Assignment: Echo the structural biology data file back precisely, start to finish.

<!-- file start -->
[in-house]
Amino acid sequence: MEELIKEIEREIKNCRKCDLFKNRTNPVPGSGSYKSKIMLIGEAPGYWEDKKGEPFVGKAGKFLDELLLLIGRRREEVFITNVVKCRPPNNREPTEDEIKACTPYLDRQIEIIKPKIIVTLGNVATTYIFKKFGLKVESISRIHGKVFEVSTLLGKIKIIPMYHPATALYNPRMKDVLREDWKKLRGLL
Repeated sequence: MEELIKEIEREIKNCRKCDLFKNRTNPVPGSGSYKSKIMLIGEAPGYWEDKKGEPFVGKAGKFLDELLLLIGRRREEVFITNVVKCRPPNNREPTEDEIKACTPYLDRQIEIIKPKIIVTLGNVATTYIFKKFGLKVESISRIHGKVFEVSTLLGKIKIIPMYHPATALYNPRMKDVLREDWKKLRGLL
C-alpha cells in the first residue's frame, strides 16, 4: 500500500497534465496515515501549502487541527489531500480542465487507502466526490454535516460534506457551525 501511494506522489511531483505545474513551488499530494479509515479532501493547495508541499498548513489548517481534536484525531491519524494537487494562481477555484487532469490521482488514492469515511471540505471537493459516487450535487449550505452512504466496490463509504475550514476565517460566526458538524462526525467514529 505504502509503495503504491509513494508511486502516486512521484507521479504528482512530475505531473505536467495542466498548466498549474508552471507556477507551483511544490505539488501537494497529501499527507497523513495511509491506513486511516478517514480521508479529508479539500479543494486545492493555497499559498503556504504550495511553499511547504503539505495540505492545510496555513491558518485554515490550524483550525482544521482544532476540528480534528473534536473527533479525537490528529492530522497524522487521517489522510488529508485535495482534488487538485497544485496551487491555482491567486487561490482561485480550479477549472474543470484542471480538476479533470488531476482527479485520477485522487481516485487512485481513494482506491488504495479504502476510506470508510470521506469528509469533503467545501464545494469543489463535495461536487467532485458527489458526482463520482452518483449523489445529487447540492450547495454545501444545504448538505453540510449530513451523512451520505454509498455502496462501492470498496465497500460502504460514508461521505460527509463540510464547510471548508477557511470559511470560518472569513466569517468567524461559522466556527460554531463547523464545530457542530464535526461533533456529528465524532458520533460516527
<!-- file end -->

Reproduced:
[in-house]
Amino acid sequence: MEELIKEIEREIKNCRKCDLFKNRTNPVPGSGSYKSKIMLIGEAPGYWEDKKGEPFVGKAGKFLDELLLLIGRRREEVFITNVVKCRPPNNREPTEDEIKACTPYLDRQIEIIKPKIIVTLGNVATTYIFKKFGLKVESISRIHGKVFEVSTLLGKIKIIPMYHPATALYNPRMKDVLREDWKKLRGLL
Repeated sequence: MEELIKEIEREIKNCRKCDLFKNRTNPVPGSGSYKSKIMLIGEAPGYWEDKKGEPFVGKAGKFLDELLLLIGRRREEVFITNVVKCRPPNNREPTEDEIKACTPYLDRQIEIIKPKIIVTLGNVATTYIFKKFGLKVESISRIHGKVFEVSTLLGKIKIIPMYHPATALYNPRMKDVLREDWKKLRGLL
C-alpha cells in the first residue's frame, strides 16, 4: 500500500497534465496515515501549502487541527489531500480542465487507502466526490454535516460534506457551525 501511494506522489511531483505545474513551488499530494479509515479532501493547495508541499498548513489548517481534536484525531491519524494537487494562481477555484487532469490521482488514492469515511471540505471537493459516487450535487449550505452512504466496490463509504475550514476565517460566526458538524462526525467514529 505504502509503495503504491509513494508511486502516486512521484507521479504528482512530475505531473505536467495542466498548466498549474508552471507556477507551483511544490505539488501537494497529501499527507497523513495511509491506513486511516478517514480521508479529508479539500479543494486545492493555497499559498503556504504550495511553499511547504503539505495540505492545510496555513491558518485554515490550524483550525482544521482544532476540528480534528473534536473527533479525537490528529492530522497524522487521517489522510488529508485535495482534488487538485497544485496551487491555482491567486487561490482561485480550479477549472474543470484542471480538476479533470488531476482527479485520477485522487481516485487512485481513494482506491488504495479504502476510506470508510470521506469528509469533503467545501464545494469543489463535495461536487467532485458527489458526482463520482452518483449523489445529487447540492450547495454545501444545504448538505453540510449530513451523512451520505454509498455502496462501492470498496465497500460502504460514508461521505460527509463540510464547510471548508477557511470559511470560518472569513466569517468567524461559522466556527460554531463547523464545530457542530464535526461533533456529528465524532458520533460516527